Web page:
Saturday, August 14, 2010

Paranoia, Insecurity, and Memory

In common lingo, the word “paranoid” is often conflated with the word “phobic”. A person might proclaim another person paranoid if they perceive an unusual fear of something like water or the police. But that would actually be a phobia concern, not a paranoia concern.

Paranoia is distinct from phobia in that paranoia specifically involves cognitive deductions that pertain to suspicions. It is when a person deduces that the police are doing something in particular because they are pursuing him. To be “paranoid of water” would mean there was a belief that the water was actually behaving in some way because it is pursuing the person.

It is promoted that drugs cause paranoia, but in reality, any illegal activity; lying, stealing, assassination, drug use, or merely pornography or anything thought to be immoral is likely to inspire a sense of being watched and perhaps hunted.

Typically a psychologist considers a person paranoid if the person displays what the psychologist believes to be an inappropriate fear or suspicion. A more competent psychologist will ensure that the person is actually making cognitive deductions based on that suspicion. But does a psychologist really know what is inappropriate? Does he know the likelihood that a political conspiracy is actually taking place? A psychiatrist is typically going to declare a state of paranoia based on whether the suspicions are anti-socialistic.

To me it is more valid to ask a sociologist, political scientist, or social engineer if someone is paranoid than it is to ask a psychologist or psychiatrist. The sociologist might need a short explanation as to the exact definition of the concept, but a sociologist is more likely to know the state of society such as to know whether suspicions are realistic or inappropriate. The sociologist is more in tune with how often suspicions are justified in a society.

Paranoia rises from a sense of insecurity that inspires the mind to begin speculating. It is normal and appropriate for a person who senses insecurity to speculate as to the cause. Without such an instinct, a species would never learn to avoid subtle real dangers. But when the deductive process gets deluded by being too narrowly focus on unlikely speculations compared to more likely scenarios, delusion overtakes the mind.

Delusions overtake a mind by the normal and healthy process of seeking out justification for belief. But the fact that such justifications were merely possibilities gets forgotten as further deductions are pursued.

In developing a delusion, a suspicion is generated then a defense for belief in the suspicion is generated so as to thwart doubt. Focus on the possibility of the suspicion being true tends to generate imaginative plausibility scenarios. When the mind forgets that each thought was merely a possibility, not a probability, these plausible scenarios add together to form an airtight case study. The belief becomes undeniable to the deluded mind.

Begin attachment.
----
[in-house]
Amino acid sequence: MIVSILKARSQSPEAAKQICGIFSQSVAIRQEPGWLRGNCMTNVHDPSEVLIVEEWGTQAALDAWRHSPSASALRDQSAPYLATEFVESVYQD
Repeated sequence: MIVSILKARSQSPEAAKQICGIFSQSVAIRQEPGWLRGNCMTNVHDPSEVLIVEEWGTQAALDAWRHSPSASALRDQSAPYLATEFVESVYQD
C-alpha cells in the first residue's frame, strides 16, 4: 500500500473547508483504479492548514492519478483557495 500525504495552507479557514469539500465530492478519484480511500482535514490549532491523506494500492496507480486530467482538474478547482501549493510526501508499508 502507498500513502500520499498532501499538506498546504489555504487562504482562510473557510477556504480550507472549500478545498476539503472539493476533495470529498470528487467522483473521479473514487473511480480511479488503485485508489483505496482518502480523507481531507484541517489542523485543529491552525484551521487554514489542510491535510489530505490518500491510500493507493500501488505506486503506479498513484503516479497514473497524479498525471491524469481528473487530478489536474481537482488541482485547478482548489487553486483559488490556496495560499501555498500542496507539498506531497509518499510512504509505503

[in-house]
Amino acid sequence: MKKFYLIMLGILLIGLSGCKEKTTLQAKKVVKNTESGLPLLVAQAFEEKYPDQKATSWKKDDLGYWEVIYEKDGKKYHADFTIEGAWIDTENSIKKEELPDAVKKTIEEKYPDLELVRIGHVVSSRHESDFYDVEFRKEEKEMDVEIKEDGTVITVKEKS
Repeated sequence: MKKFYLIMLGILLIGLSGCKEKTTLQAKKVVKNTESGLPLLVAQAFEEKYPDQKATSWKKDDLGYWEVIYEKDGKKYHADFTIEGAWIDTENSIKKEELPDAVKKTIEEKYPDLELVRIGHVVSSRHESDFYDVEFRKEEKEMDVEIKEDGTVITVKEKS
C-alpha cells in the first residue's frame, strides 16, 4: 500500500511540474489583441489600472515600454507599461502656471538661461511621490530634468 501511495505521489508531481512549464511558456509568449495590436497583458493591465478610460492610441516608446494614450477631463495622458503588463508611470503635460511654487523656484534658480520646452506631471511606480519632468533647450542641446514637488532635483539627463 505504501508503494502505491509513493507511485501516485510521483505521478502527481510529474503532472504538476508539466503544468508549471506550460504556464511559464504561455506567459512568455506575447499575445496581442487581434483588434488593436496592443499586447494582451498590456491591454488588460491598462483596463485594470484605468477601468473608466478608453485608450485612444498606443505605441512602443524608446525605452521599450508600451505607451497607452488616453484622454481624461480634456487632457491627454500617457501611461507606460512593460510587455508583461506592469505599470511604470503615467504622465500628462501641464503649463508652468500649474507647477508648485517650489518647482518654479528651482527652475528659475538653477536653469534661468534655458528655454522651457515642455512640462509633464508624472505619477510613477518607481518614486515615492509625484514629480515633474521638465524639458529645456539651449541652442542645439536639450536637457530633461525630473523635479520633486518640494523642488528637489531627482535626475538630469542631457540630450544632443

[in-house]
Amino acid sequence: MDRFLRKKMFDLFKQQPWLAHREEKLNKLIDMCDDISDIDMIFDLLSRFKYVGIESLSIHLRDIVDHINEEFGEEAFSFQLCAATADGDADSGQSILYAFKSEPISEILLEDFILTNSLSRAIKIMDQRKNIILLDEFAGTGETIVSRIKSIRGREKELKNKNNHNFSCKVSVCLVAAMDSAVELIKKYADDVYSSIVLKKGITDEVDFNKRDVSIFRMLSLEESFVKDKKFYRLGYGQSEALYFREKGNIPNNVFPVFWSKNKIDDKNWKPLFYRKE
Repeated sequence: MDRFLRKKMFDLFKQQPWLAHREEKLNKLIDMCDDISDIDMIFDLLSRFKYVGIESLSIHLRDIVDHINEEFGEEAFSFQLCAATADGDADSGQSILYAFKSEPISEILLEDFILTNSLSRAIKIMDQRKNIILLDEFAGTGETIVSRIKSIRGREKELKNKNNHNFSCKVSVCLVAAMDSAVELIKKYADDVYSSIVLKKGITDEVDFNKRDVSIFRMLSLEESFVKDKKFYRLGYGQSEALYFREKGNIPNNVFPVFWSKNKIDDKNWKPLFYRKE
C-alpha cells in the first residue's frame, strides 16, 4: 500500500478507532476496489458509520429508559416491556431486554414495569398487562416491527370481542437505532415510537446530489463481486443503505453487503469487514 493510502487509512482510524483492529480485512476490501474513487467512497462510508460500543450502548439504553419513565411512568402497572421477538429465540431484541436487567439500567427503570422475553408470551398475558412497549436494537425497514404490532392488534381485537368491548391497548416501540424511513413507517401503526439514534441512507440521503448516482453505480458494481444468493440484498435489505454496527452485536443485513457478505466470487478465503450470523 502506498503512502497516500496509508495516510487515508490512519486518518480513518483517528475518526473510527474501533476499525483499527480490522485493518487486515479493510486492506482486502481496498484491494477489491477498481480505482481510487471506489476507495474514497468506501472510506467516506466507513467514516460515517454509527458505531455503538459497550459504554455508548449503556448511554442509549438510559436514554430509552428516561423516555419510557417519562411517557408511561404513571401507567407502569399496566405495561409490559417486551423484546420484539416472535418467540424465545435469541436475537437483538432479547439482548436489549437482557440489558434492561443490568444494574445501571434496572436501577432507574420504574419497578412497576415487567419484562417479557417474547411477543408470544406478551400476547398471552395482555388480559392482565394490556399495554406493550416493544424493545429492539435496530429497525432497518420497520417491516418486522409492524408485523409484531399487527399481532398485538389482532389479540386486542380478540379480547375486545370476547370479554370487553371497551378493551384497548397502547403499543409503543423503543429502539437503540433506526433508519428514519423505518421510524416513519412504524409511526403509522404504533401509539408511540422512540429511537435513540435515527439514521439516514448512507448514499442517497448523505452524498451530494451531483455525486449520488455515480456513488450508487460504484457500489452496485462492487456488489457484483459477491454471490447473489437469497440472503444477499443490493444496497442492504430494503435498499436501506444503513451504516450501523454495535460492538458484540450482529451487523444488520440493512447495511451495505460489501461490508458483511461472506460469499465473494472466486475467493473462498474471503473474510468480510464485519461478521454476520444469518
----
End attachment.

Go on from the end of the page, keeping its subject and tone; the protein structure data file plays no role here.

Although without the insecurity paranoia is difficult to generate, the most significant culprit causing the end result of delusion is the loss of short-term memory skill. An insecure person who can think clearly might suspect the wrong scenario, but a delusion will not be established until they forget that they had only one suspected scenario out of other possibilities.

The lack of memory also makes deducing probabilities far more difficult resulting in making poorer guesses. A poor memory disallows the imagination from deriving all of the possibilities from which a probability can be validly deduced. Often the possibility that is left out of the calculation is merely the one that posits a serious lack of education or information on the subject. It is difficult to analyze how likely it is that you do not know enough to even make a guess.

Such deductions of probability occur deep within the subconscious and when they err, the conscious mind is only presented with the erroneous imagined scenario as though no other possibility could exist. This results in a firm belief as no other possibility can be imagined. And if the person is challenged, the natural social ego defense comes into play to divert embarrassment and further defend and seal the delusional state.

Thus the cause of paranoia is not merely feelings of insecurity and an imaginative mind, but actually it is the result of feelings of insecurity, possibly justified, and a failing or poor memory limiting the imagination to poor belief choices.

Memory problems in society are becoming even more prevalent than paranoia problems because.. in case you don't remember, they're out to GET us.

1 comment:

  1. "Laws are actually material entities and actually nothing else really exists at all" - does that mean that you think there is merely matter, thus no spirit, merely material reality, thus no spiritual reality, or (in other words) that spirit reality and material reality are the same, and we have merely different words for them, so that matter and spirit are either spirit or matter?